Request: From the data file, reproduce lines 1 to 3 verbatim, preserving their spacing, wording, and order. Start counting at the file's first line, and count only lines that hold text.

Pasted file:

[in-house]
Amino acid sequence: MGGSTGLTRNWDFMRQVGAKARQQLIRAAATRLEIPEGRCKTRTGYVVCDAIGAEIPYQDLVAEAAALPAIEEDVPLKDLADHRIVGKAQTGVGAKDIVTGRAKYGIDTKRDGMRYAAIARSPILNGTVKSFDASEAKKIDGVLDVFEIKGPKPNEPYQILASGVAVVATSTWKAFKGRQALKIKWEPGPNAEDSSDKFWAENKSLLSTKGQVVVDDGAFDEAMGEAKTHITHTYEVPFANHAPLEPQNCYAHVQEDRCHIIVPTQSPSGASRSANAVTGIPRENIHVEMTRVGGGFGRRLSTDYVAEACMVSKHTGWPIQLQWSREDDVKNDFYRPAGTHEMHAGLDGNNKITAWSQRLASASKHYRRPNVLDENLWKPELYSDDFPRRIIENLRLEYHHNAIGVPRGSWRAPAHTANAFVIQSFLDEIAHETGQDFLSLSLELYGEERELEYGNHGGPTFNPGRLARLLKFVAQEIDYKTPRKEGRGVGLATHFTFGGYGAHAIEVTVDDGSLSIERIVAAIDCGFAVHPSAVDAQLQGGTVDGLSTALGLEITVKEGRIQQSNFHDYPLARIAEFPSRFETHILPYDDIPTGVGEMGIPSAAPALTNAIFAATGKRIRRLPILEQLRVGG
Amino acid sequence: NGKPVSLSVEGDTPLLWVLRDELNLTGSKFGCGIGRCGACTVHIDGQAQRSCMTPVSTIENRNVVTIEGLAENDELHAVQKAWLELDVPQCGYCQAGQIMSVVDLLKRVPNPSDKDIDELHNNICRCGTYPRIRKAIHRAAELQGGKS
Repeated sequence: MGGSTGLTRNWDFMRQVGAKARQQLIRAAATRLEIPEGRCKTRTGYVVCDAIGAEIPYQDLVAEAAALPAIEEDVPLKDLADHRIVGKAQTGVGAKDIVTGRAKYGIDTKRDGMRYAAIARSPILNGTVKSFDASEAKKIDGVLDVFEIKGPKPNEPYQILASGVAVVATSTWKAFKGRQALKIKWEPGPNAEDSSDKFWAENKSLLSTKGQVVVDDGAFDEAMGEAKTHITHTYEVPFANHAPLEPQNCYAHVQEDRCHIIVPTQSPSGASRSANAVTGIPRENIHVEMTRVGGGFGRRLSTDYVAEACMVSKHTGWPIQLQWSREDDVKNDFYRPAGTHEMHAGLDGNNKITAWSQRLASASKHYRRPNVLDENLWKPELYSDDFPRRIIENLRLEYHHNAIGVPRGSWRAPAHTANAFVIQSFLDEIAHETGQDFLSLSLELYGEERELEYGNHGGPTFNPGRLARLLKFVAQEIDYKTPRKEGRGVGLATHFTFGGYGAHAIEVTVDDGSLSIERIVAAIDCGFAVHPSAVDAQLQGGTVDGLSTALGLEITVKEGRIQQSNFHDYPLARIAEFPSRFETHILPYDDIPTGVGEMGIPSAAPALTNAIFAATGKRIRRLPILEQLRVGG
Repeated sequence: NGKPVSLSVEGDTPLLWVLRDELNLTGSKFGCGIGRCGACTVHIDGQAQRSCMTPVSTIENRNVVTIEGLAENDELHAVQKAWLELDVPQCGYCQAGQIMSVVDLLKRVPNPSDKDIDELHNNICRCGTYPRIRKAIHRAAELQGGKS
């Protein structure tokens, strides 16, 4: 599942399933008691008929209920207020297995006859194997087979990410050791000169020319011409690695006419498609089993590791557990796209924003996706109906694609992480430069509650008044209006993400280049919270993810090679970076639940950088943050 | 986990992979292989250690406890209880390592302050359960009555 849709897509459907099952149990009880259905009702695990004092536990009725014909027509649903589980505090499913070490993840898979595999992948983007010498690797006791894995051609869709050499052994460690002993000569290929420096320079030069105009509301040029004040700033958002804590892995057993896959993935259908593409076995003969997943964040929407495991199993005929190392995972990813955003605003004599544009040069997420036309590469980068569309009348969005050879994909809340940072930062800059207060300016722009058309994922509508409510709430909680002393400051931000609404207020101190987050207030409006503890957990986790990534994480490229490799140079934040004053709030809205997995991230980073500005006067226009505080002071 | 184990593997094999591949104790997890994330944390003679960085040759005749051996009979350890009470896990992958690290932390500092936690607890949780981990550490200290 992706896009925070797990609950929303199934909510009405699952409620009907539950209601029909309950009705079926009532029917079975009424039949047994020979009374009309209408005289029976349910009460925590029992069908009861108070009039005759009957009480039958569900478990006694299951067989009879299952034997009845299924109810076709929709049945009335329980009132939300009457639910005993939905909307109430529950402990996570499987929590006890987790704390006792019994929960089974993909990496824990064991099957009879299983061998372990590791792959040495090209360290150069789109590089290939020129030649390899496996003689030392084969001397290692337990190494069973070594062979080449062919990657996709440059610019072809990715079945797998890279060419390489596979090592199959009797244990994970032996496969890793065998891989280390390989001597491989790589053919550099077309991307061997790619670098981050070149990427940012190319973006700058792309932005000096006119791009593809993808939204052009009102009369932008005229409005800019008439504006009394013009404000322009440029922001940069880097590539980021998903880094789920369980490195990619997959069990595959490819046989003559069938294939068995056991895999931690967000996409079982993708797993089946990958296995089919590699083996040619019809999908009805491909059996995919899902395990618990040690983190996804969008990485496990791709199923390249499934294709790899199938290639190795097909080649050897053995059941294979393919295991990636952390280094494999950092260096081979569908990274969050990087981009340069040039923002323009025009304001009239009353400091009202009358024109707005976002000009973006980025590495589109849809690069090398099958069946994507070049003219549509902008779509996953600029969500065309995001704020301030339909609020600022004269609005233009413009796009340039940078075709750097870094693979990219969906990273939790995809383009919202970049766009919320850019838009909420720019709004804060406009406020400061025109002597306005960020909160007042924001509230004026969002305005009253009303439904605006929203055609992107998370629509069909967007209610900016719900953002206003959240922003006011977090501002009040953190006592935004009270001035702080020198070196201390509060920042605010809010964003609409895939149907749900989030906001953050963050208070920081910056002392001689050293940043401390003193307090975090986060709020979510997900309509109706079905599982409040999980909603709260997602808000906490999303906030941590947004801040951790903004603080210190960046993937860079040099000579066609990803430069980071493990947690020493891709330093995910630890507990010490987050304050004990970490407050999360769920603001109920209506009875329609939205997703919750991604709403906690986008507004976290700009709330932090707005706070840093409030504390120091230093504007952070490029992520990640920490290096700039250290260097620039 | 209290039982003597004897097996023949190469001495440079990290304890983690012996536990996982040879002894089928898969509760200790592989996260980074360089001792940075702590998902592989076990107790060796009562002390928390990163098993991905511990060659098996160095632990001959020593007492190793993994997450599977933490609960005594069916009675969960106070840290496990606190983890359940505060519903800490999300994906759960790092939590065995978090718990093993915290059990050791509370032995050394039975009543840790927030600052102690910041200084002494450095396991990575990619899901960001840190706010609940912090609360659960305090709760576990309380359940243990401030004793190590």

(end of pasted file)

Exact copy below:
[in-house]
Amino acid sequence: MGGSTGLTRNWDFMRQVGAKARQQLIRAAATRLEIPEGRCKTRTGYVVCDAIGAEIPYQDLVAEAAALPAIEEDVPLKDLADHRIVGKAQTGVGAKDIVTGRAKYGIDTKRDGMRYAAIARSPILNGTVKSFDASEAKKIDGVLDVFEIKGPKPNEPYQILASGVAVVATSTWKAFKGRQALKIKWEPGPNAEDSSDKFWAENKSLLSTKGQVVVDDGAFDEAMGEAKTHITHTYEVPFANHAPLEPQNCYAHVQEDRCHIIVPTQSPSGASRSANAVTGIPRENIHVEMTRVGGGFGRRLSTDYVAEACMVSKHTGWPIQLQWSREDDVKNDFYRPAGTHEMHAGLDGNNKITAWSQRLASASKHYRRPNVLDENLWKPELYSDDFPRRIIENLRLEYHHNAIGVPRGSWRAPAHTANAFVIQSFLDEIAHETGQDFLSLSLELYGEERELEYGNHGGPTFNPGRLARLLKFVAQEIDYKTPRKEGRGVGLATHFTFGGYGAHAIEVTVDDGSLSIERIVAAIDCGFAVHPSAVDAQLQGGTVDGLSTALGLEITVKEGRIQQSNFHDYPLARIAEFPSRFETHILPYDDIPTGVGEMGIPSAAPALTNAIFAATGKRIRRLPILEQLRVGG
Amino acid sequence: NGKPVSLSVEGDTPLLWVLRDELNLTGSKFGCGIGRCGACTVHIDGQAQRSCMTPVSTIENRNVVTIEGLAENDELHAVQKAWLELDVPQCGYCQAGQIMSVVDLLKRVPNPSDKDIDELHNNICRCGTYPRIRKAIHRAAELQGGKS